What Is a Bunion?

Bunion is the name for a prominent bump along the inside of your big toe. If you notice a swollen, painful big toe, you may have a bunion. More than one-third of women in America have bunions. Bunions often are hereditary, but they also develop from wearing tight shoes.

If you have a painful, swollen lump on the outside of your foot near the base of your little toe, it may be a bunionette ("tailor's bunion"). Similar to a bunion, bunionettes can be caused by wearing shoes that are too tight.


With a bunion, the base of your big toe (metatarsophalangeal joint) gets larger and sticks out. The skin may be red and tender, and wearing any type of shoe may be painful. This joint flexes with every step you take, so the bigger your bunion gets, the more it may hurt to walk. Bursitis (painful swelling with inflammation) may set in. Your big toe may tilt toward your second toe or move all the way under it. 

In addition, the skin on the bottom of your foot may become thicker and painful. Pressure from your big toe may force your second toe out of alignment, sometimes overlapping your third toe or the big toe. An advanced bunion may make your foot look deformed. If your bunion gets too severe, it may be difficult to walk. Your pain may become chronic and you may develop arthritis.


Most bunions are treatable without surgery. Prevention is always best. To minimize your chances of developing a bunion, never force your foot into tight shoes that don't fit or that crowd your toes. Choose shoes that conform to the shape of your feet and ones with wide insteps, broad toe boxes, and soft soles. Avoid shoes that are short, tight, or sharply pointed, and those with heels higher than 2 1/4 inches.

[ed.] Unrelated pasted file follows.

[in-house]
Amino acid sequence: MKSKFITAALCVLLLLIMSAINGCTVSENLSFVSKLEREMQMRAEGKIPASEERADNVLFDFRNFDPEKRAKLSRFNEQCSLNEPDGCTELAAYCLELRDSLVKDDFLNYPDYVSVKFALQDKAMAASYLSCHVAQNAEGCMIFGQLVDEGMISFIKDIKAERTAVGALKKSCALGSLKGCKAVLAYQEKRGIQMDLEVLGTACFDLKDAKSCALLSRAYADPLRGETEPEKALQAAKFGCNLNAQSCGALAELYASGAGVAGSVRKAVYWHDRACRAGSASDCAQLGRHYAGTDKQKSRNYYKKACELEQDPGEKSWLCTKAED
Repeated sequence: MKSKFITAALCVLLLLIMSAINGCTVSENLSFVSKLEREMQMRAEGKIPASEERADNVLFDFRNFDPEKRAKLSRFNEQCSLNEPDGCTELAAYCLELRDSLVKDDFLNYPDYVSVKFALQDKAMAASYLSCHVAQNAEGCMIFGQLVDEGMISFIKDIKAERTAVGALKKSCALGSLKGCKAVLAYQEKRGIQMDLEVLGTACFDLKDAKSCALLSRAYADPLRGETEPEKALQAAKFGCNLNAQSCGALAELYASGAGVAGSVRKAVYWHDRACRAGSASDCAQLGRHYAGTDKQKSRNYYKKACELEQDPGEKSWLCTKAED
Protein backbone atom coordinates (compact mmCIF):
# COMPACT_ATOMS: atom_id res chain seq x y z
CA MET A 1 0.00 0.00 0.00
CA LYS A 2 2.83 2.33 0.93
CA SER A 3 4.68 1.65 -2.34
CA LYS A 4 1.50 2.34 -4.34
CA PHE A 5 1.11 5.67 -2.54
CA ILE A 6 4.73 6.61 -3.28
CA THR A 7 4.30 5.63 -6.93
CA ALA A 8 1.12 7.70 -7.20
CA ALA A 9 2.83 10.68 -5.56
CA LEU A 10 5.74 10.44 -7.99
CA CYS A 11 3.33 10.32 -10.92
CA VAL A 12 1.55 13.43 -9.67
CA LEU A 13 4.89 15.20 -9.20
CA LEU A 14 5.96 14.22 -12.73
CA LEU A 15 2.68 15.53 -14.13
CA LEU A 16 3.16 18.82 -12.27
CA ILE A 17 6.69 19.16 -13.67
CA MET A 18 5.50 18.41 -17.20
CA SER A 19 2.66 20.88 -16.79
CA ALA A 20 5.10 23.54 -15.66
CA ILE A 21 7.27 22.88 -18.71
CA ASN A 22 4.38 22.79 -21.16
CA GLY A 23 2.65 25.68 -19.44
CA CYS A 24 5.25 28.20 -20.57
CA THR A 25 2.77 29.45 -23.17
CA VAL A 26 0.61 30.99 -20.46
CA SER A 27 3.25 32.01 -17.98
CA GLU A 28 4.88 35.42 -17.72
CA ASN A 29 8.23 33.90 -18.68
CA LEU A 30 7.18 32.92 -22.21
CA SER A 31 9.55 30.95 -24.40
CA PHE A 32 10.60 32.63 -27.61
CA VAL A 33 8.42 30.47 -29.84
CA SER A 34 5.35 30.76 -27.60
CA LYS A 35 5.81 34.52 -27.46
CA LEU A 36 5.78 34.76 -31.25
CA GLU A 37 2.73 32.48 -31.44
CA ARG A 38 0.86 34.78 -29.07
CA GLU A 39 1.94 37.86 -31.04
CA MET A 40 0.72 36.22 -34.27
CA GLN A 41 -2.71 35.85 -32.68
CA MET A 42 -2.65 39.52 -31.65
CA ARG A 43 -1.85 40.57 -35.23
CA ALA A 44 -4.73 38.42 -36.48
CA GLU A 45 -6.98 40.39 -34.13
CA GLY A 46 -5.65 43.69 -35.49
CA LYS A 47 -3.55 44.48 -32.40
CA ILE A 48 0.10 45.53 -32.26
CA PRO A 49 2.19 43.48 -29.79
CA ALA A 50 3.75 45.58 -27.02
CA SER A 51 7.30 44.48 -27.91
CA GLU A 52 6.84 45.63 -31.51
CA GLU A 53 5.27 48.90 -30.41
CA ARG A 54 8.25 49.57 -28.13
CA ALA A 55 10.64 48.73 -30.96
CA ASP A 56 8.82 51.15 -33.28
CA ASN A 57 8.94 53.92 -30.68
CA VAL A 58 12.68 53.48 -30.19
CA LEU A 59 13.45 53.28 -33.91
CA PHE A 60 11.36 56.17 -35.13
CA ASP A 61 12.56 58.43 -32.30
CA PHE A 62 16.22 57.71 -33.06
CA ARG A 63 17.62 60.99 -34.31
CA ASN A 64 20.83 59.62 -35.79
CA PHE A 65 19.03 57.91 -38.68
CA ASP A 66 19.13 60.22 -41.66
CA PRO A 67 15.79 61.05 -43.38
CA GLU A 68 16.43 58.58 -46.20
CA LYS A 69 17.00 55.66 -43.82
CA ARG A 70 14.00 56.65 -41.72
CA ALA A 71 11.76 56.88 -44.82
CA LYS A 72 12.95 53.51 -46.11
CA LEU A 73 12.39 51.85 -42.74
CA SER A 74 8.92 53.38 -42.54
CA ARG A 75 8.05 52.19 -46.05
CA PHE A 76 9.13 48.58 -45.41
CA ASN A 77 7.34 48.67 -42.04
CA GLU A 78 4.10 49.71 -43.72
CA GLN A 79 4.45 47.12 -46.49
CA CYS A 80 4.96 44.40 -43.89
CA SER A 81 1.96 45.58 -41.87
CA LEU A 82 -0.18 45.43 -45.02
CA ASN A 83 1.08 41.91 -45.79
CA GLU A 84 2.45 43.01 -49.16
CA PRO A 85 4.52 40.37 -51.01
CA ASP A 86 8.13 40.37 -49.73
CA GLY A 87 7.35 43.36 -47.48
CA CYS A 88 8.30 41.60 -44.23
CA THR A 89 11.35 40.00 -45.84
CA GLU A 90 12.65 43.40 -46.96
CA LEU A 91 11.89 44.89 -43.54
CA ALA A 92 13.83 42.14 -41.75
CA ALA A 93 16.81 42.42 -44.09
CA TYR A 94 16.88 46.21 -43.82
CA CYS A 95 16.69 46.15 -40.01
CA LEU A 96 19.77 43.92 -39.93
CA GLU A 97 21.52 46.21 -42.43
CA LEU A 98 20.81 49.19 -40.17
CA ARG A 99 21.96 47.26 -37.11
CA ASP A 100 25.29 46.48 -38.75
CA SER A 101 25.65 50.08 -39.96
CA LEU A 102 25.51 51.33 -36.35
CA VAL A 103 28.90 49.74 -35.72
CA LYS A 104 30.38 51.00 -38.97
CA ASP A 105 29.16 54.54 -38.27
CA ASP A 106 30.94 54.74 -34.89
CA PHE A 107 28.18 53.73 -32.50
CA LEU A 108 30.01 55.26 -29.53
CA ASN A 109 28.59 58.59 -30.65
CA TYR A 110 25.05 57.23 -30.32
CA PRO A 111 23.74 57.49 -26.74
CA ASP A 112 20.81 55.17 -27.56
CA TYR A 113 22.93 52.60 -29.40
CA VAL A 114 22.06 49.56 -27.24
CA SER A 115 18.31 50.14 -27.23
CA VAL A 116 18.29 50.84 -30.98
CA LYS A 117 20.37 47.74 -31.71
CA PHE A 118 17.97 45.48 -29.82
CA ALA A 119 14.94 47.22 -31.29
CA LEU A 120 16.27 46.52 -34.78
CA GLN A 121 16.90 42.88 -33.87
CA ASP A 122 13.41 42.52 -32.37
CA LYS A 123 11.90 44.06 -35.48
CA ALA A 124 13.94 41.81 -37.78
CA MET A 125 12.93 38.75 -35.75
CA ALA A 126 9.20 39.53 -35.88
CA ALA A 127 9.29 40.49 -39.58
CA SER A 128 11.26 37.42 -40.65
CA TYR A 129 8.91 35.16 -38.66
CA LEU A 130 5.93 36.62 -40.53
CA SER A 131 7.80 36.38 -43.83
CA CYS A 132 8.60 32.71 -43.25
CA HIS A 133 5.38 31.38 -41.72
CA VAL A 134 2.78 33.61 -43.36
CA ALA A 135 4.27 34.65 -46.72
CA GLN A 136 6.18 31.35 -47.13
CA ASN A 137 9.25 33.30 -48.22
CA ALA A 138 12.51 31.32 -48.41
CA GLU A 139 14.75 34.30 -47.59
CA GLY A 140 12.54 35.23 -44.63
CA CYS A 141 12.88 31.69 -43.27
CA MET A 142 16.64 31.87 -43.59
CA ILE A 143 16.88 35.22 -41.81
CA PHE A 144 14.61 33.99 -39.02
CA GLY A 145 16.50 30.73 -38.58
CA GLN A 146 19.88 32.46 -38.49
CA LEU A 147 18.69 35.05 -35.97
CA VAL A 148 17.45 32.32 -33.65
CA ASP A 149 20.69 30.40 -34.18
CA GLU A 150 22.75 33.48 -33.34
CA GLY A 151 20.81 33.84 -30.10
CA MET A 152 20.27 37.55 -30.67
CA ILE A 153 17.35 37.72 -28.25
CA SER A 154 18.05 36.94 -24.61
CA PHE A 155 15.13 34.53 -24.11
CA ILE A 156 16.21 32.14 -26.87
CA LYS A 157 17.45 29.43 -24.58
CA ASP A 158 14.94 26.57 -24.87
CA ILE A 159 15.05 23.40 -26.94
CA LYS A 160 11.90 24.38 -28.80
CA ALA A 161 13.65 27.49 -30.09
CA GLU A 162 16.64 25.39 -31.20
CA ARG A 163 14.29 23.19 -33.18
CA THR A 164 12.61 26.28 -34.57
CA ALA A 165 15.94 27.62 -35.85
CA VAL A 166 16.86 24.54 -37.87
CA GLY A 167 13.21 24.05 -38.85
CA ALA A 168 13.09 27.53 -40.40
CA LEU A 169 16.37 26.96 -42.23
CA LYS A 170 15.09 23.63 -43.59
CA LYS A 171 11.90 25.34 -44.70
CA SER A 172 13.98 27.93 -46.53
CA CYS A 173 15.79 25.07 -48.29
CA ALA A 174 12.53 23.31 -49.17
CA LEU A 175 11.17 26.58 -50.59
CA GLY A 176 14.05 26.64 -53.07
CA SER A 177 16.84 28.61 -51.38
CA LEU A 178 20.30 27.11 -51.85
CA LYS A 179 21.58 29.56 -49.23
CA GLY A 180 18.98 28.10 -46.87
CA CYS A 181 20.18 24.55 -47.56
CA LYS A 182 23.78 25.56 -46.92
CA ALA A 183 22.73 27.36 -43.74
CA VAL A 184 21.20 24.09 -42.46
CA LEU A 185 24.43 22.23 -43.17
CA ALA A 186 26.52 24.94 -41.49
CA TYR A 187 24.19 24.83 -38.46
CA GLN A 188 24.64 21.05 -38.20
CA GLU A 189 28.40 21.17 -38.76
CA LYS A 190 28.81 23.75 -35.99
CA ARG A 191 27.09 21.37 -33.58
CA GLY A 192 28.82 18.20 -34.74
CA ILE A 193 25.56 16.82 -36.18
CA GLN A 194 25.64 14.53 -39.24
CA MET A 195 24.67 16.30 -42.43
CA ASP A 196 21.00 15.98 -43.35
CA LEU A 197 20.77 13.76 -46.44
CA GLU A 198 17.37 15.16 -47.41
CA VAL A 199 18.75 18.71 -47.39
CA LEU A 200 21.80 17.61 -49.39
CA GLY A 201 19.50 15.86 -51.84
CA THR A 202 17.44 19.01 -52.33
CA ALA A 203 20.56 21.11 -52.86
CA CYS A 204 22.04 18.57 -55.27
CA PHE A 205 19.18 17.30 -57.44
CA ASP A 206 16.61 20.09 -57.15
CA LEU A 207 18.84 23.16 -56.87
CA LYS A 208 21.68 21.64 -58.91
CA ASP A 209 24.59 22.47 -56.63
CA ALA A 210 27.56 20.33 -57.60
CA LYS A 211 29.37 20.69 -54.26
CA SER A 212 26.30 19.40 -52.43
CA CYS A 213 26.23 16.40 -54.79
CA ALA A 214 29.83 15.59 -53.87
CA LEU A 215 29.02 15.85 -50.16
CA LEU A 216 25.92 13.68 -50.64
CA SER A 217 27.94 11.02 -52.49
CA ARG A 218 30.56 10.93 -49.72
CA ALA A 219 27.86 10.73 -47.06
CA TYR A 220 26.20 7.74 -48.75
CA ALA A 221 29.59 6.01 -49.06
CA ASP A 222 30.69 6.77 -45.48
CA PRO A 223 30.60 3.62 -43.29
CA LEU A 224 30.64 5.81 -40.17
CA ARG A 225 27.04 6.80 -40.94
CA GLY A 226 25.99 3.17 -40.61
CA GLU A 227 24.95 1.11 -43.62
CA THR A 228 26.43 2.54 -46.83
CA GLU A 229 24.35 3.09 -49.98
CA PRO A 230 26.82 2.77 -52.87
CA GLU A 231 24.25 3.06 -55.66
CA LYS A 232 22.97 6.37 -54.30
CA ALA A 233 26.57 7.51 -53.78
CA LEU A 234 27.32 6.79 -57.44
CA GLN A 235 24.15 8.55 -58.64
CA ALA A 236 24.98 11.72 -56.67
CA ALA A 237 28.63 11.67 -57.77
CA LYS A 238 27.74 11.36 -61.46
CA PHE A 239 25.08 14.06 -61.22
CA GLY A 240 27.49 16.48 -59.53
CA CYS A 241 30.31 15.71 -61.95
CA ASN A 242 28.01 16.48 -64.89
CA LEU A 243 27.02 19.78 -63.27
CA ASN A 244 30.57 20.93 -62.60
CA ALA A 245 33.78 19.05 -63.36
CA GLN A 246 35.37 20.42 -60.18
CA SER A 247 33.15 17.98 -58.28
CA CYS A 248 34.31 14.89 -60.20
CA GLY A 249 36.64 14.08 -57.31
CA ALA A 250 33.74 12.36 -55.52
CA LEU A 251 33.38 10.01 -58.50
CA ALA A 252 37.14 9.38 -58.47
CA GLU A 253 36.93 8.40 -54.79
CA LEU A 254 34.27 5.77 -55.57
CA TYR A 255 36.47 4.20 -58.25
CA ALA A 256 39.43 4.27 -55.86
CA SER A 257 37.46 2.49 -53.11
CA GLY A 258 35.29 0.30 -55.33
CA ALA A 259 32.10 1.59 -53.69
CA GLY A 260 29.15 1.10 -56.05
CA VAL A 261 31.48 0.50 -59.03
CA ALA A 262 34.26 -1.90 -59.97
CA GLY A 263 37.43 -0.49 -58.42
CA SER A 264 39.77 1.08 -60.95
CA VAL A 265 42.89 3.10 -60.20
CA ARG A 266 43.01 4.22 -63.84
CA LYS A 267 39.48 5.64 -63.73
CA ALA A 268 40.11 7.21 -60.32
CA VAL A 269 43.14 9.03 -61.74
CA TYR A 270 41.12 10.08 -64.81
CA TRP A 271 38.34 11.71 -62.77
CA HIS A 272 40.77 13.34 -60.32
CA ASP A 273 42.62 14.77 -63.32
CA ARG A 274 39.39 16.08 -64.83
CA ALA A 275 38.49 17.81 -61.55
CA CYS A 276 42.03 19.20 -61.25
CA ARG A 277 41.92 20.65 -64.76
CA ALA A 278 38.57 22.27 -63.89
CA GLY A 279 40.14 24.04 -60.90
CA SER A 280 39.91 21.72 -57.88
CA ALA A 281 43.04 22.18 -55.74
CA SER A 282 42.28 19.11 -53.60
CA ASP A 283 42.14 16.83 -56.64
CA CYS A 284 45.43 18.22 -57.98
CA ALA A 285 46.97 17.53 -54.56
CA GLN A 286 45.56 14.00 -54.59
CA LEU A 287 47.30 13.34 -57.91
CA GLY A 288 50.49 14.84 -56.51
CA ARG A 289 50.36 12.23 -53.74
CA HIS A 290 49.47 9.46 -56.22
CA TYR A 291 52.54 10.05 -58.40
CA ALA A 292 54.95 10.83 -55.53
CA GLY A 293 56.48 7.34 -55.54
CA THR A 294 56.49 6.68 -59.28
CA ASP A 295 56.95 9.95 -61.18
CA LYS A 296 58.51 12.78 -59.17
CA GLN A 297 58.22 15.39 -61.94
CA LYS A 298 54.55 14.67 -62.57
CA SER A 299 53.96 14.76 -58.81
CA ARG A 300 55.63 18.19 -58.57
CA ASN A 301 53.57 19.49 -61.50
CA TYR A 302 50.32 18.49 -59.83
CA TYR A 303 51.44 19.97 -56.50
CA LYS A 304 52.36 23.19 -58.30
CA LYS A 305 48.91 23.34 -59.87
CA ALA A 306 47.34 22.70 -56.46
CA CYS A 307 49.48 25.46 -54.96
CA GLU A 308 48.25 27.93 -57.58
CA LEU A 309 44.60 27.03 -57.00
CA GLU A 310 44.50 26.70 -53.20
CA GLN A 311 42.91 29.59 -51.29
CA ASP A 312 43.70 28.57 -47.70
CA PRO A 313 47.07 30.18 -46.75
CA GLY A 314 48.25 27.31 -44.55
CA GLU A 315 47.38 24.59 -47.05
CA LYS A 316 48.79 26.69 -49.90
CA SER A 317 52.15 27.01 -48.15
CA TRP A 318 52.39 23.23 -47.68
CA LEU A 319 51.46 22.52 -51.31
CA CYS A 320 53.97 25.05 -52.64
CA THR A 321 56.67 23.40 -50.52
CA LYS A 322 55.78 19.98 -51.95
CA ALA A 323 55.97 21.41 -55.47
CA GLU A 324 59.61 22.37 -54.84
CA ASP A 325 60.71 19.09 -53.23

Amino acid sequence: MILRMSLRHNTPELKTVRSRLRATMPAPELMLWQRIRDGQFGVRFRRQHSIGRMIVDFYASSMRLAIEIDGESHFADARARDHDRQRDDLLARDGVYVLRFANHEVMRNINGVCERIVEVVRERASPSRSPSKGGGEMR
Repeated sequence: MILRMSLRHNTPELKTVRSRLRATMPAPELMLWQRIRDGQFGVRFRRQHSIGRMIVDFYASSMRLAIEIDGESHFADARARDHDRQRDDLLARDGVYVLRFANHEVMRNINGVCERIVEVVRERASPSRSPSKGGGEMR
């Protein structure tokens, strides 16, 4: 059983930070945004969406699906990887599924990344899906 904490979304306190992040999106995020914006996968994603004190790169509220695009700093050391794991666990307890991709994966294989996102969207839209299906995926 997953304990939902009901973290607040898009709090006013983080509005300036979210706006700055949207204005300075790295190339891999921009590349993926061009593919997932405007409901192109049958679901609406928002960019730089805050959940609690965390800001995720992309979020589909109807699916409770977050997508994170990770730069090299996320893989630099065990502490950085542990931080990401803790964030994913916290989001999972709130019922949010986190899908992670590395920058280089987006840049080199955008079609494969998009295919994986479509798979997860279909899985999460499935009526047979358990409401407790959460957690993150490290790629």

If you already have a bunion, wear shoes that are roomy enough to avoid putting pressure on the big toe. This should relieve most of your pain. You may want to have your shoes stretched out professionally. You also may use protective pads to cushion the painful area, or a spacer to maintain the gap between the big toe and the second toe.

Bunion X-ray

An X-ray of a foot with a bunion. The arrow points to the base of the big toe where the bunion sticks out from the foot.


If your bunion has progressed to the point where you have difficulty walking or experience pain despite changing shoes, you may be a candidate for surgery. Bunion surgery realigns bone, ligaments, tendons, and nerves so your big toe can be brought back to its correct position. There are several different techniques that can be performed to ease your pain; see a foot and ankle orthopaedic surgeon to discuss your options.

Most bunion surgeries are outpatient procedures, meaning you can go home the same day as surgery. Recovery occurs over 3-6 months and may include persistent swelling and stiffness.


Contributors/Reviewers: David Porter, MD, PhD; Patrick Maloney, MD

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